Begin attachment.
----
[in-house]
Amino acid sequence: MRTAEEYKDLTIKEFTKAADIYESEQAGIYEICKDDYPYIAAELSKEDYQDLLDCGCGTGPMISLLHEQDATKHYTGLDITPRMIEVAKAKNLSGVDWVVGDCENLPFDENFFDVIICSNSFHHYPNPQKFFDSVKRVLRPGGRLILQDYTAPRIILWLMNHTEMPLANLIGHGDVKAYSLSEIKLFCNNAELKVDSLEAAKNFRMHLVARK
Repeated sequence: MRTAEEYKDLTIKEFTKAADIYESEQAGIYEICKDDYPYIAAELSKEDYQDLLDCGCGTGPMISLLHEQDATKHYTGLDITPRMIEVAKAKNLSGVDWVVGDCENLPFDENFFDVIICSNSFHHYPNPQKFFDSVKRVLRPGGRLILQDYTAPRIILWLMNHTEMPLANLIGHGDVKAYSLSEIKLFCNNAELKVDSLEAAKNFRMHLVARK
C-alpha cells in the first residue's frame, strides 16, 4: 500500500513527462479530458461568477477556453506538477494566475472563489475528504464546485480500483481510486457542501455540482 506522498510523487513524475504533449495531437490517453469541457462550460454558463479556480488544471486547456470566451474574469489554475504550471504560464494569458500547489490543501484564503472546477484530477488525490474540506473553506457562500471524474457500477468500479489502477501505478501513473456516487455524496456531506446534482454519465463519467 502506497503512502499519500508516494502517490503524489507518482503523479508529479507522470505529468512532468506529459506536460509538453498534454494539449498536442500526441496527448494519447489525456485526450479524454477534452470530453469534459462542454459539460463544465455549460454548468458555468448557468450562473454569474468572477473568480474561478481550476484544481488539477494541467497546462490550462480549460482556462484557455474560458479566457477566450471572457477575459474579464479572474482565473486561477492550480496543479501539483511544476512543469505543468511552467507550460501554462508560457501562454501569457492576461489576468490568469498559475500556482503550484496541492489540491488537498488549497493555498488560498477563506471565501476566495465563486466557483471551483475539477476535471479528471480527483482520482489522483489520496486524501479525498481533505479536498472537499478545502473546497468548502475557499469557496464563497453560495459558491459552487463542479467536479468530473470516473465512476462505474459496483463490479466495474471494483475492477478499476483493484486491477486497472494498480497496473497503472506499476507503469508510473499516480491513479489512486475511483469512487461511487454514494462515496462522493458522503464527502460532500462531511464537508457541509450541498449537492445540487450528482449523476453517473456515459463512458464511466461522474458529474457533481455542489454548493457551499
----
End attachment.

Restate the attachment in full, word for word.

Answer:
[in-house]
Amino acid sequence: MRTAEEYKDLTIKEFTKAADIYESEQAGIYEICKDDYPYIAAELSKEDYQDLLDCGCGTGPMISLLHEQDATKHYTGLDITPRMIEVAKAKNLSGVDWVVGDCENLPFDENFFDVIICSNSFHHYPNPQKFFDSVKRVLRPGGRLILQDYTAPRIILWLMNHTEMPLANLIGHGDVKAYSLSEIKLFCNNAELKVDSLEAAKNFRMHLVARK
Repeated sequence: MRTAEEYKDLTIKEFTKAADIYESEQAGIYEICKDDYPYIAAELSKEDYQDLLDCGCGTGPMISLLHEQDATKHYTGLDITPRMIEVAKAKNLSGVDWVVGDCENLPFDENFFDVIICSNSFHHYPNPQKFFDSVKRVLRPGGRLILQDYTAPRIILWLMNHTEMPLANLIGHGDVKAYSLSEIKLFCNNAELKVDSLEAAKNFRMHLVARK
C-alpha cells in the first residue's frame, strides 16, 4: 500500500513527462479530458461568477477556453506538477494566475472563489475528504464546485480500483481510486457542501455540482 506522498510523487513524475504533449495531437490517453469541457462550460454558463479556480488544471486547456470566451474574469489554475504550471504560464494569458500547489490543501484564503472546477484530477488525490474540506473553506457562500471524474457500477468500479489502477501505478501513473456516487455524496456531506446534482454519465463519467 502506497503512502499519500508516494502517490503524489507518482503523479508529479507522470505529468512532468506529459506536460509538453498534454494539449498536442500526441496527448494519447489525456485526450479524454477534452470530453469534459462542454459539460463544465455549460454548468458555468448557468450562473454569474468572477473568480474561478481550476484544481488539477494541467497546462490550462480549460482556462484557455474560458479566457477566450471572457477575459474579464479572474482565473486561477492550480496543479501539483511544476512543469505543468511552467507550460501554462508560457501562454501569457492576461489576468490568469498559475500556482503550484496541492489540491488537498488549497493555498488560498477563506471565501476566495465563486466557483471551483475539477476535471479528471480527483482520482489522483489520496486524501479525498481533505479536498472537499478545502473546497468548502475557499469557496464563497453560495459558491459552487463542479467536479468530473470516473465512476462505474459496483463490479466495474471494483475492477478499476483493484486491477486497472494498480497496473497503472506499476507503469508510473499516480491513479489512486475511483469512487461511487454514494462515496462522493458522503464527502460532500462531511464537508457541509450541498449537492445540487450528482449523476453517473456515459463512458464511466461522474458529474457533481455542489454548493457551499